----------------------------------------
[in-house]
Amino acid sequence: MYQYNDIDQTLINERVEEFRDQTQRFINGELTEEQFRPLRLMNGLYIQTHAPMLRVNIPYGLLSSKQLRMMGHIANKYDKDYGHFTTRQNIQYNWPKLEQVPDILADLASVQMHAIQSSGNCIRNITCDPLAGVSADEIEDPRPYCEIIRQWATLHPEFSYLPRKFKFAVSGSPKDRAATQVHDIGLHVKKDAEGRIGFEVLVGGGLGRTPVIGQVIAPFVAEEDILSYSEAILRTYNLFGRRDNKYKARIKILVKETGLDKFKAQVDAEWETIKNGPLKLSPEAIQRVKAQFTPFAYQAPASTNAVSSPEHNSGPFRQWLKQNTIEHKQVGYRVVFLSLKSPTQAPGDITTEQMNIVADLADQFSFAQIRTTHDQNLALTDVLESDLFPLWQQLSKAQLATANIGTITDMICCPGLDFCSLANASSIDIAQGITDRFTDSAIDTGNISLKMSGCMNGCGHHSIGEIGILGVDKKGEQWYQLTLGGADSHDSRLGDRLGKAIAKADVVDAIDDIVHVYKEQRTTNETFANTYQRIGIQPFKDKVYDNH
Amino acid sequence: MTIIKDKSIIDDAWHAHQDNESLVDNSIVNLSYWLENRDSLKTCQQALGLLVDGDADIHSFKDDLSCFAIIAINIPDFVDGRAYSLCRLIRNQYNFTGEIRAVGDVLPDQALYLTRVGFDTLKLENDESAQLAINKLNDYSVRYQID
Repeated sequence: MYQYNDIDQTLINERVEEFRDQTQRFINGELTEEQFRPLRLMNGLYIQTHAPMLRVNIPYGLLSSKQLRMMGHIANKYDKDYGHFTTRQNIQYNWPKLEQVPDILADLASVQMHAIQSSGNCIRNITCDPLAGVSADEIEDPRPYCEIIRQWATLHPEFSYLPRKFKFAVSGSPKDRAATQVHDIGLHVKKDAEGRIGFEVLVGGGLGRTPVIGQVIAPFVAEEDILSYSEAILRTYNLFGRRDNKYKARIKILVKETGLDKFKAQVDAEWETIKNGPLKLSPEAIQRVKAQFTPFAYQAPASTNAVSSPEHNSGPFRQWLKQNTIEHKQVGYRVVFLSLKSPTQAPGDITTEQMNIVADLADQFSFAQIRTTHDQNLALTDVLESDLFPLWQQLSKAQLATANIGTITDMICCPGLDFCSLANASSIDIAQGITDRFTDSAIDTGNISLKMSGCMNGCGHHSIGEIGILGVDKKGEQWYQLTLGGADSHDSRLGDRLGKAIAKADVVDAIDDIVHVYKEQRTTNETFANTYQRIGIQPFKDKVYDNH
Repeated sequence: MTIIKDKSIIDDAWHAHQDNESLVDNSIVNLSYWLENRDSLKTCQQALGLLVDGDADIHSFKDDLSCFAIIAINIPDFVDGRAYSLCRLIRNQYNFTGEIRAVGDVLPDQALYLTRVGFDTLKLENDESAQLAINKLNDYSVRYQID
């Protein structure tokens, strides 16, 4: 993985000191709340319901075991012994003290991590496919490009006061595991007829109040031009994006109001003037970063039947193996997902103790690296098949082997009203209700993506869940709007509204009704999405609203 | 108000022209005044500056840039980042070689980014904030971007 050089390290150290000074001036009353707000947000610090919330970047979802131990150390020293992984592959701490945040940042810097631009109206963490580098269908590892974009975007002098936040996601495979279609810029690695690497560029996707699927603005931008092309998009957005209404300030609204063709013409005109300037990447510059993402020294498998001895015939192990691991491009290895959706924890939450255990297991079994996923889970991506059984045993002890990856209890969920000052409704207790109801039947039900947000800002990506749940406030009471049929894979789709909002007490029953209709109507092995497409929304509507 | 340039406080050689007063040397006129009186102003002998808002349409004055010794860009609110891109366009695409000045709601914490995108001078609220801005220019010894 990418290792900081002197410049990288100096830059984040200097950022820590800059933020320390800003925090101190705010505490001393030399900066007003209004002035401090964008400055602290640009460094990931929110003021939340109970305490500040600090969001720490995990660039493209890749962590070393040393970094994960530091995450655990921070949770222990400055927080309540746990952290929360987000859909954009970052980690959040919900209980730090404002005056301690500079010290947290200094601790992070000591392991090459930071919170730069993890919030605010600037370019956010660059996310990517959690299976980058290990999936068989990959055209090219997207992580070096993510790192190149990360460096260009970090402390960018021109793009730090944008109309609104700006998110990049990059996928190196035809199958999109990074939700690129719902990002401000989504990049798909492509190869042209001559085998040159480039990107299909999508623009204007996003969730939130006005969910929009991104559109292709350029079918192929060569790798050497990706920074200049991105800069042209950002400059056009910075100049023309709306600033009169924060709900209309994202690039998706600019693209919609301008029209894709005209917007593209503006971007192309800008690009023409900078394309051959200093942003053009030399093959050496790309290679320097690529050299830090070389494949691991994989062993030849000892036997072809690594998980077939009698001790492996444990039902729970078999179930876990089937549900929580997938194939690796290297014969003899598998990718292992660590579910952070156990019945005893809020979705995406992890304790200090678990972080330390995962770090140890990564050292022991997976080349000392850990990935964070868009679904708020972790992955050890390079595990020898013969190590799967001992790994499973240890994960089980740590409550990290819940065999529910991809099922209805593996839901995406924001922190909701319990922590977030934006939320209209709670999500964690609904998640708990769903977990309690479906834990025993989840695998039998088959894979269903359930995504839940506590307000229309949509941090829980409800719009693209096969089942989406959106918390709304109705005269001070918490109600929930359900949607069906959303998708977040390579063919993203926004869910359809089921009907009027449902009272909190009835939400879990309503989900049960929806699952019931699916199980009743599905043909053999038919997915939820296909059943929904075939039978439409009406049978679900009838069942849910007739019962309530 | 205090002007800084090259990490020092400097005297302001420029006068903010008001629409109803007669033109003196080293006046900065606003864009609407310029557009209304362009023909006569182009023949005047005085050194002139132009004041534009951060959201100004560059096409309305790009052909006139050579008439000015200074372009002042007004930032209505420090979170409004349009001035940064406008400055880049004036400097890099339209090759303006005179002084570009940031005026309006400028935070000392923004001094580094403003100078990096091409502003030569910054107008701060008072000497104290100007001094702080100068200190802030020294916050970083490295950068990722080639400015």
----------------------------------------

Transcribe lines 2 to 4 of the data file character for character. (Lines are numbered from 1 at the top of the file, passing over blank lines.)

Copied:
Amino acid sequence: MYQYNDIDQTLINERVEEFRDQTQRFINGELTEEQFRPLRLMNGLYIQTHAPMLRVNIPYGLLSSKQLRMMGHIANKYDKDYGHFTTRQNIQYNWPKLEQVPDILADLASVQMHAIQSSGNCIRNITCDPLAGVSADEIEDPRPYCEIIRQWATLHPEFSYLPRKFKFAVSGSPKDRAATQVHDIGLHVKKDAEGRIGFEVLVGGGLGRTPVIGQVIAPFVAEEDILSYSEAILRTYNLFGRRDNKYKARIKILVKETGLDKFKAQVDAEWETIKNGPLKLSPEAIQRVKAQFTPFAYQAPASTNAVSSPEHNSGPFRQWLKQNTIEHKQVGYRVVFLSLKSPTQAPGDITTEQMNIVADLADQFSFAQIRTTHDQNLALTDVLESDLFPLWQQLSKAQLATANIGTITDMICCPGLDFCSLANASSIDIAQGITDRFTDSAIDTGNISLKMSGCMNGCGHHSIGEIGILGVDKKGEQWYQLTLGGADSHDSRLGDRLGKAIAKADVVDAIDDIVHVYKEQRTTNETFANTYQRIGIQPFKDKVYDNH
Amino acid sequence: MTIIKDKSIIDDAWHAHQDNESLVDNSIVNLSYWLENRDSLKTCQQALGLLVDGDADIHSFKDDLSCFAIIAINIPDFVDGRAYSLCRLIRNQYNFTGEIRAVGDVLPDQALYLTRVGFDTLKLENDESAQLAINKLNDYSVRYQID
Repeated sequence: MYQYNDIDQTLINERVEEFRDQTQRFINGELTEEQFRPLRLMNGLYIQTHAPMLRVNIPYGLLSSKQLRMMGHIANKYDKDYGHFTTRQNIQYNWPKLEQVPDILADLASVQMHAIQSSGNCIRNITCDPLAGVSADEIEDPRPYCEIIRQWATLHPEFSYLPRKFKFAVSGSPKDRAATQVHDIGLHVKKDAEGRIGFEVLVGGGLGRTPVIGQVIAPFVAEEDILSYSEAILRTYNLFGRRDNKYKARIKILVKETGLDKFKAQVDAEWETIKNGPLKLSPEAIQRVKAQFTPFAYQAPASTNAVSSPEHNSGPFRQWLKQNTIEHKQVGYRVVFLSLKSPTQAPGDITTEQMNIVADLADQFSFAQIRTTHDQNLALTDVLESDLFPLWQQLSKAQLATANIGTITDMICCPGLDFCSLANASSIDIAQGITDRFTDSAIDTGNISLKMSGCMNGCGHHSIGEIGILGVDKKGEQWYQLTLGGADSHDSRLGDRLGKAIAKADVVDAIDDIVHVYKEQRTTNETFANTYQRIGIQPFKDKVYDNH